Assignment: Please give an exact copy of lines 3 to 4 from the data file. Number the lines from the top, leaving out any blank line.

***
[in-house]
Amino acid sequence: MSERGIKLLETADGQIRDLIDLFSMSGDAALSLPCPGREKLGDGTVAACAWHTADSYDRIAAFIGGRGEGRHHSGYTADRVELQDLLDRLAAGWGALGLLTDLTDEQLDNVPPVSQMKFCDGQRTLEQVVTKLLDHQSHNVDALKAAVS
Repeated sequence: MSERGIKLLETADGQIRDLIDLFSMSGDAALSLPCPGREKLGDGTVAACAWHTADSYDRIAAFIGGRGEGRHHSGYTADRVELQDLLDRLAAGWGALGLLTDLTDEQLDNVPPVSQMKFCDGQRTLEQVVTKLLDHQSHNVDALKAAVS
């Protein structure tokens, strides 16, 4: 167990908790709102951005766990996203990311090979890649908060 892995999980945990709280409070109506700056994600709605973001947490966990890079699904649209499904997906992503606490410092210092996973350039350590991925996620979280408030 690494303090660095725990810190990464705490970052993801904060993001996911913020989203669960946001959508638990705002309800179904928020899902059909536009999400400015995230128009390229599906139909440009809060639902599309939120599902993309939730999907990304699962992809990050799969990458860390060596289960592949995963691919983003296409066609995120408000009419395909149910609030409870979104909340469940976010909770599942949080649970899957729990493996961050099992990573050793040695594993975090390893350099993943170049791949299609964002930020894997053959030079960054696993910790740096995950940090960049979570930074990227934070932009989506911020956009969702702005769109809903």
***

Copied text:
Repeated sequence: MSERGIKLLETADGQIRDLIDLFSMSGDAALSLPCPGREKLGDGTVAACAWHTADSYDRIAAFIGGRGEGRHHSGYTADRVELQDLLDRLAAGWGALGLLTDLTDEQLDNVPPVSQMKFCDGQRTLEQVVTKLLDHQSHNVDALKAAVS
């Protein structure tokens, strides 16, 4: 167990908790709102951005766990996203990311090979890649908060 892995999980945990709280409070109506700056994600709605973001947490966990890079699904649209499904997906992503606490410092210092996973350039350590991925996620979280408030 690494303090660095725990810190990464705490970052993801904060993001996911913020989203669960946001959508638990705002309800179904928020899902059909536009999400400015995230128009390229599906139909440009809060639902599309939120599902993309939730999907990304699962992809990050799969990458860390060596289960592949995963691919983003296409066609995120408000009419395909149910609030409870979104909340469940976010909770599942949080649970899957729990493996961050099992990573050793040695594993975090390893350099993943170049791949299609964002930020894997053959030079960054696993910790740096995950940090960049979570930074990227934070932009989506911020956009969702702005769109809903």